'The Scavenger's Lament', caricature, print, London, England, 1829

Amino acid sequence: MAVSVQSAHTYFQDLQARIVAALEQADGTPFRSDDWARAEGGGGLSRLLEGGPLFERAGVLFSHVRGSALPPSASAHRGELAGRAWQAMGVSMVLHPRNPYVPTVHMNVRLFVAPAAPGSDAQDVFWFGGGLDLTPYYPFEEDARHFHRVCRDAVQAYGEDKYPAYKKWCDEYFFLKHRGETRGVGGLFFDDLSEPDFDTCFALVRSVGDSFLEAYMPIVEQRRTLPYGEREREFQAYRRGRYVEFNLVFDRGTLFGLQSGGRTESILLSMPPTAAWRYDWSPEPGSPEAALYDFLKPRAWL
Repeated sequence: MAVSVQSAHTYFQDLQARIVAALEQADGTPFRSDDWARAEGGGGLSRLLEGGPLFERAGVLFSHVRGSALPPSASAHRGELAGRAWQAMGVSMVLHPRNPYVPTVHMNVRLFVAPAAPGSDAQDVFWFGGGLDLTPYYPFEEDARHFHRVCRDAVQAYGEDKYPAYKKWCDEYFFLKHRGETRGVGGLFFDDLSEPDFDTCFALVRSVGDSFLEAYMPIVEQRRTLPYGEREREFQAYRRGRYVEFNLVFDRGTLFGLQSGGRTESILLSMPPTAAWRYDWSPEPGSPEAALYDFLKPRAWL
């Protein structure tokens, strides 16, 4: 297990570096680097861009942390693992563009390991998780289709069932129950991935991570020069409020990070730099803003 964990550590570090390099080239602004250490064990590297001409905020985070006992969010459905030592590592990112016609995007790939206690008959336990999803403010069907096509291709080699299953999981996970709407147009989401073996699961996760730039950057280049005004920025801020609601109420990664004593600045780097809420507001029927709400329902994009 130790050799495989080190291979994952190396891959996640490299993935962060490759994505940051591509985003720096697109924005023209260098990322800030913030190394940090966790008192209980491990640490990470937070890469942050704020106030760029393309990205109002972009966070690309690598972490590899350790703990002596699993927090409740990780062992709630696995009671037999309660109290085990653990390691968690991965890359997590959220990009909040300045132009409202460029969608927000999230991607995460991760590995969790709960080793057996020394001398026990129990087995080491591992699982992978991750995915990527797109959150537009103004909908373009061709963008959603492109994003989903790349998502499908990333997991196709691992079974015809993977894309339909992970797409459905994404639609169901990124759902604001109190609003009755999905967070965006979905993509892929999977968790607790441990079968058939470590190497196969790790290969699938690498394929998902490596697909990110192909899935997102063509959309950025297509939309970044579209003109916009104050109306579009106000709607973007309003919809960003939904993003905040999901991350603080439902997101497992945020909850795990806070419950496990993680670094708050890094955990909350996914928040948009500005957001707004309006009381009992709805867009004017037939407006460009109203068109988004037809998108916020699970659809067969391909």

In this picture, a road sweeping machine is shown cleaning up the streets. During the 1800s, the miasma theory of disease dominated medical thought. It was believed that disease could be caused by the foul smells created by decomposing bodies, food, human waste, marsh gases and general filth. Road sweeping was one way to help clean up the streets and hopefully prevent the spread of disease. The scavenger in the image has lost his source of income as one man’s rubbish could be another man’s treasure. Large numbers of a city’s poorer residents survived by ‘recycling’ what they found on the street. Numerous items found in the rubbish – from rags to dog excrement – could be sold on to manufacturers, who then used them in a range of industrial processes. The name of the credited artist, ‘A. Sharpshooter’, was a pseudonym used by John Phillips, a British caricaturist. Many caricaturists used pseudonyms to protect their identity.
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